Days after expanded immunization criteria left some pharmacies swamped as Manitobans over 40 rushed to get the COVID-19 vaccines they were suddenly eligible for, health officials said they don’t know when the province is getting more of the AstraZeneca-Oxford shots.
That uncertainty stems largely from delayed exports of vaccines from India, the medical lead of Manitoba’s vaccine rollout said on Wednesday. That country — a major producer of COVID-19 shots — is grappling with a surge in coronavirus cases and shifting its focus to domestic demand for immunization.
“We don’t know when AstraZeneca is coming. It’s still being produced — it’s not a matter of there not being doses in the world — it’s really a matter of India not allowing those doses to leave their borders,” Dr. Joss Reimer said.
“We do expect that that will change. India will be allowing doses to leave. It’s more a question of when.”
Manitoba’s rollout of the AstraZeneca vaccine is happening in pharmacies and medical clinics across the province. Those shots were previously set aside for Manitobans 65 and older and those 55 to 64 with certain health conditions. But as of Monday, anyone 40 or older now qualifies, regardless of medical conditions.
So far, Manitoba has received 84,100 doses of that vaccine, according to the province’s online dashboard. A provincial spokesperson said pharmacies and clinics have reported using roughly 35,000 of them.
Johanu Botha, operations lead of the province’s vaccine task force, said the sites that have received shipments of the AstraZeneca vaccine are hoping to dole out those doses as soon as possible — likely within the next week or two.
Vaccines from Pfizer-BioNTech and Moderna are also part of Manitoba’s vaccine rollout at supersites and temporary vaccine clinics. As of Wednesday, those shots were available to people in the general population age 50 and up and First Nations people 30 and up.
Current estimates suggest Manitoba will get 70 per cent of its adult population vaccinated by June 9. If the province gets more vaccines than it’s expecting, that date could be bumped up a few days to June 5, Botha said.
He also stressed that vaccine rollout leaders aren’t worried about whether the delays and uncertainty around shipments will affect Manitobans getting their second doses.
“I want to be very clear that this supply chain pressure that we’re feeling at the moment is a short- to medium-term pressure. All the signals from the federal government have been very clear that every one of these vaccines will see a stable and robust supply chain going forward,” Botha said.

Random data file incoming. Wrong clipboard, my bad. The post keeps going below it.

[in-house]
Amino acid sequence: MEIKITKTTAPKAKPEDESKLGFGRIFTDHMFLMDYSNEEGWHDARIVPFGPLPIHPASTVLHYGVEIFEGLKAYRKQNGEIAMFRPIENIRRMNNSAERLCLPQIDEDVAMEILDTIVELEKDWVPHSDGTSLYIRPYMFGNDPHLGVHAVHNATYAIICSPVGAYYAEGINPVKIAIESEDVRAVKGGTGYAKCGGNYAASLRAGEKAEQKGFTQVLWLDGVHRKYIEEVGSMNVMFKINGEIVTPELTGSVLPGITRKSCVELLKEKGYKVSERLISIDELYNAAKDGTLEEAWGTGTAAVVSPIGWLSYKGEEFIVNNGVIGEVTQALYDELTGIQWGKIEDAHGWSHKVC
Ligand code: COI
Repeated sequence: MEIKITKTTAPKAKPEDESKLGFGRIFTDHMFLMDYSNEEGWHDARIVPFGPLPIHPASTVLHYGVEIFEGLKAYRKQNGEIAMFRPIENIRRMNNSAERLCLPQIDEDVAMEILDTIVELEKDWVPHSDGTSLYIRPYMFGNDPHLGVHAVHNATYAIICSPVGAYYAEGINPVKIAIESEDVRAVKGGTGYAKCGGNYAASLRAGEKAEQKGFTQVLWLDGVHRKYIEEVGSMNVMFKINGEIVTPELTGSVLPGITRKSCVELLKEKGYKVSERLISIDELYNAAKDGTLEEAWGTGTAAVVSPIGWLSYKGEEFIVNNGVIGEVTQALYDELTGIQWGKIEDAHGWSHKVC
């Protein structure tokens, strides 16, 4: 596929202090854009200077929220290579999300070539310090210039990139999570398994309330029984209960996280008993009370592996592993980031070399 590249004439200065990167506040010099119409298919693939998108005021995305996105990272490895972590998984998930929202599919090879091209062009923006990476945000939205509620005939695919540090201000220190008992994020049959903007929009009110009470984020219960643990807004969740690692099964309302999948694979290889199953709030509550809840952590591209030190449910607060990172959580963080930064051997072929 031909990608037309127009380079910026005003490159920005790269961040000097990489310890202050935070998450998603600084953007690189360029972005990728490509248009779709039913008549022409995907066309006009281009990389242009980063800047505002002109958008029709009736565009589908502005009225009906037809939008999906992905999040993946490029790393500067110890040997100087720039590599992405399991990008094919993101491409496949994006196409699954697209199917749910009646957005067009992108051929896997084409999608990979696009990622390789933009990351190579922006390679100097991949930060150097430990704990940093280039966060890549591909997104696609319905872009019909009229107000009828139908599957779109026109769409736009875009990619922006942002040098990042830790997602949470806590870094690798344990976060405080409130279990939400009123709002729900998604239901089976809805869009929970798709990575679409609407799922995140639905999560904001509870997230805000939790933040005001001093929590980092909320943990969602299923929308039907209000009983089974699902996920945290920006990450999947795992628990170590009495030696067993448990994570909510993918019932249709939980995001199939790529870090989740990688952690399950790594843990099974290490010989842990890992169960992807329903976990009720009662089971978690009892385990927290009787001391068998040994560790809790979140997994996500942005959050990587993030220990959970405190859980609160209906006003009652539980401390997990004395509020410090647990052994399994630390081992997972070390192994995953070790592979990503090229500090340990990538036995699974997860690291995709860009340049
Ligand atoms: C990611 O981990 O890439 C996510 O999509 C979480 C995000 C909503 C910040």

“The concern right now is simply about getting doses in arms quickly for those who haven’t gotten a vaccine yet.”
As of Wednesday, Manitoba has vaccinated 27.4 per cent of its adult population with first doses. That leaves 42.6 per cent who still need their first doses to reach the 70 per cent needed to create herd immunity in the province, Botha said.
AstraZeneca benefits outweigh risks
Reimer said she’s worried there are people who qualify for the AstraZeneca vaccine but won’t get it because of reports of rare blood clots in connection with that shot.
She said the risk of getting COVID-19 far outweighs the risk of blood clots related to the vaccine — especially for people over 40 who now qualify for it.
“I do understand that people have questions and may have concerns. This pandemic has given us a lot to handle and the vaccine is no different,” Reimer said.
“But I do worry that people who aren’t sure won’t take the opportunity to be immunized and therefore leave themselves at risk.”
Reimer also said it’s unlikely delays in vaccine shipments will affect second doses in Manitoba. But even if they do, the people making the decisions in the province’s vaccine rollout have options like using a different shot for the second dose or further delaying the time between the two shots, she said.
“None of those decisions have been made at this point because there’s just so many unknowns about what will be available and when,” Reimer said.
By the time most Manitobans are getting their second shot, she said her best guess is that the province will have doses of all four currently approved vaccines available — and possibly even more if the fifth shot under Health Canada review is approved.
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